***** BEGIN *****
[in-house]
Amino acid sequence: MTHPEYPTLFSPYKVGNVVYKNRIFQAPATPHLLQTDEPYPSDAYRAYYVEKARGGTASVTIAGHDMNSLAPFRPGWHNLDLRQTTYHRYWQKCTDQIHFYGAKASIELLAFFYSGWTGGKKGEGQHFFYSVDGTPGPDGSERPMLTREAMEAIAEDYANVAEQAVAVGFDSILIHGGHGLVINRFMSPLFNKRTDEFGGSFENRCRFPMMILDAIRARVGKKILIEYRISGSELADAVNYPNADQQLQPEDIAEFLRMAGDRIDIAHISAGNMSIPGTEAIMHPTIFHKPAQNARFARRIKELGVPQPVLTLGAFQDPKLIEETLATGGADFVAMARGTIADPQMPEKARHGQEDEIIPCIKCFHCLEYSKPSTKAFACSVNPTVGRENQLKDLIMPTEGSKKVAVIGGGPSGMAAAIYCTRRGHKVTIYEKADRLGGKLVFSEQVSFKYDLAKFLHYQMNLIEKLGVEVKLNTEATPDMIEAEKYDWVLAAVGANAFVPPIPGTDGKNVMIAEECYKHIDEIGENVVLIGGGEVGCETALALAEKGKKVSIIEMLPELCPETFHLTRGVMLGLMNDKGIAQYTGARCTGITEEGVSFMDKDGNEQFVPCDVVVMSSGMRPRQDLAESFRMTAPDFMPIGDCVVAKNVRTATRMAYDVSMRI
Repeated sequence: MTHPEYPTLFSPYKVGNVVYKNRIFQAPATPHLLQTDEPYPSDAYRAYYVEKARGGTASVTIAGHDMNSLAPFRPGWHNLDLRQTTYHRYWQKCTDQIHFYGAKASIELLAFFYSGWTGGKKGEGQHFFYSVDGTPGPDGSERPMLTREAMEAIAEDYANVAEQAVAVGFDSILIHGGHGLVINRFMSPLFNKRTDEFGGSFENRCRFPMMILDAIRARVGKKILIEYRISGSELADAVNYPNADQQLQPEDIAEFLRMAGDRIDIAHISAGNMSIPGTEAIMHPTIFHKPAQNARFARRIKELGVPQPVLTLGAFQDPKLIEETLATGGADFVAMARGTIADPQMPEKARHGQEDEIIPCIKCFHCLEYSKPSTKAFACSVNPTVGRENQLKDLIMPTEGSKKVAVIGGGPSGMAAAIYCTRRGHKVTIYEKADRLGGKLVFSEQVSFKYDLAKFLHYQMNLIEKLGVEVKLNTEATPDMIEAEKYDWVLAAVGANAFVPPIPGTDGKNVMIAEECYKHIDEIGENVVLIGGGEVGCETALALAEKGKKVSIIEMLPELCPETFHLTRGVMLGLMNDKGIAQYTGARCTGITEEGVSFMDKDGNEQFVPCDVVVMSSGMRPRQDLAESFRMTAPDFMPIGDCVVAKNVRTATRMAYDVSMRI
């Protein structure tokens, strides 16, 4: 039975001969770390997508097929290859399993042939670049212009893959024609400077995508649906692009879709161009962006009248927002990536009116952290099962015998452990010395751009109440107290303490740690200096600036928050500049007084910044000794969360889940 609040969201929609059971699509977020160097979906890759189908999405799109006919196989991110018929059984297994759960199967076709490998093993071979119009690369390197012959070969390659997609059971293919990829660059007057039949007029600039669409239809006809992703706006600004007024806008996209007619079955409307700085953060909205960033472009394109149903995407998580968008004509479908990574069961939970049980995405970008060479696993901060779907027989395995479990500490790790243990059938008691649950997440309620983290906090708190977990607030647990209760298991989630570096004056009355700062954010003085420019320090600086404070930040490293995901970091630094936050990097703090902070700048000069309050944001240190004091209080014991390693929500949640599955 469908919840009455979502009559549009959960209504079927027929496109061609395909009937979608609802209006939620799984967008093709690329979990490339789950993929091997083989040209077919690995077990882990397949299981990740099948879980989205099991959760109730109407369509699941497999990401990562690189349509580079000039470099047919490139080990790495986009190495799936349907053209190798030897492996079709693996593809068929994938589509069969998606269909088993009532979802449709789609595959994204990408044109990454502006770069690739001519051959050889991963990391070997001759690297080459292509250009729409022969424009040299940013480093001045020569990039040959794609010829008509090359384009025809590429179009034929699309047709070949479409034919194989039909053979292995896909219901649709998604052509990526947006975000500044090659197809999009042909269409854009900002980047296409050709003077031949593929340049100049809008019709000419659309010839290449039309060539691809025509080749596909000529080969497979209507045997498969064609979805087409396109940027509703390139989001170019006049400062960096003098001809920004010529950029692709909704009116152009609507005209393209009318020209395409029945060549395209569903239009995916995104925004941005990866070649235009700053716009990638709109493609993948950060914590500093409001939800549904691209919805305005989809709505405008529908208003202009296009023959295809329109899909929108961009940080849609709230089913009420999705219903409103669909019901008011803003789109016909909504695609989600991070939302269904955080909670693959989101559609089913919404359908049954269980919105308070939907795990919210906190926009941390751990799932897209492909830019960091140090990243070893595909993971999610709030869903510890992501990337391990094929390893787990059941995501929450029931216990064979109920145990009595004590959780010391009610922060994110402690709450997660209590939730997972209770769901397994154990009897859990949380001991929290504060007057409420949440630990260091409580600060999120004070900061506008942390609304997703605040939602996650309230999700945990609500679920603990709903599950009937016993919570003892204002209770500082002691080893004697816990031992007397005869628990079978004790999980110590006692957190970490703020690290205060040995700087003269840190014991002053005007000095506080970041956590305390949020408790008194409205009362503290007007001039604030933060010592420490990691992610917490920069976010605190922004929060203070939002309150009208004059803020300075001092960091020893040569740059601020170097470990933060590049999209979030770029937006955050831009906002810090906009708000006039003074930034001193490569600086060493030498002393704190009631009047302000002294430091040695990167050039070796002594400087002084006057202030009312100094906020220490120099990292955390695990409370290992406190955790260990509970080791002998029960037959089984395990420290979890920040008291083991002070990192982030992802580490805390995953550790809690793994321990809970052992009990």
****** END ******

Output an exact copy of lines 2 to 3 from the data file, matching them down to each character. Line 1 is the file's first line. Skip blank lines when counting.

Amino acid sequence: MTHPEYPTLFSPYKVGNVVYKNRIFQAPATPHLLQTDEPYPSDAYRAYYVEKARGGTASVTIAGHDMNSLAPFRPGWHNLDLRQTTYHRYWQKCTDQIHFYGAKASIELLAFFYSGWTGGKKGEGQHFFYSVDGTPGPDGSERPMLTREAMEAIAEDYANVAEQAVAVGFDSILIHGGHGLVINRFMSPLFNKRTDEFGGSFENRCRFPMMILDAIRARVGKKILIEYRISGSELADAVNYPNADQQLQPEDIAEFLRMAGDRIDIAHISAGNMSIPGTEAIMHPTIFHKPAQNARFARRIKELGVPQPVLTLGAFQDPKLIEETLATGGADFVAMARGTIADPQMPEKARHGQEDEIIPCIKCFHCLEYSKPSTKAFACSVNPTVGRENQLKDLIMPTEGSKKVAVIGGGPSGMAAAIYCTRRGHKVTIYEKADRLGGKLVFSEQVSFKYDLAKFLHYQMNLIEKLGVEVKLNTEATPDMIEAEKYDWVLAAVGANAFVPPIPGTDGKNVMIAEECYKHIDEIGENVVLIGGGEVGCETALALAEKGKKVSIIEMLPELCPETFHLTRGVMLGLMNDKGIAQYTGARCTGITEEGVSFMDKDGNEQFVPCDVVVMSSGMRPRQDLAESFRMTAPDFMPIGDCVVAKNVRTATRMAYDVSMRI
Repeated sequence: MTHPEYPTLFSPYKVGNVVYKNRIFQAPATPHLLQTDEPYPSDAYRAYYVEKARGGTASVTIAGHDMNSLAPFRPGWHNLDLRQTTYHRYWQKCTDQIHFYGAKASIELLAFFYSGWTGGKKGEGQHFFYSVDGTPGPDGSERPMLTREAMEAIAEDYANVAEQAVAVGFDSILIHGGHGLVINRFMSPLFNKRTDEFGGSFENRCRFPMMILDAIRARVGKKILIEYRISGSELADAVNYPNADQQLQPEDIAEFLRMAGDRIDIAHISAGNMSIPGTEAIMHPTIFHKPAQNARFARRIKELGVPQPVLTLGAFQDPKLIEETLATGGADFVAMARGTIADPQMPEKARHGQEDEIIPCIKCFHCLEYSKPSTKAFACSVNPTVGRENQLKDLIMPTEGSKKVAVIGGGPSGMAAAIYCTRRGHKVTIYEKADRLGGKLVFSEQVSFKYDLAKFLHYQMNLIEKLGVEVKLNTEATPDMIEAEKYDWVLAAVGANAFVPPIPGTDGKNVMIAEECYKHIDEIGENVVLIGGGEVGCETALALAEKGKKVSIIEMLPELCPETFHLTRGVMLGLMNDKGIAQYTGARCTGITEEGVSFMDKDGNEQFVPCDVVVMSSGMRPRQDLAESFRMTAPDFMPIGDCVVAKNVRTATRMAYDVSMRI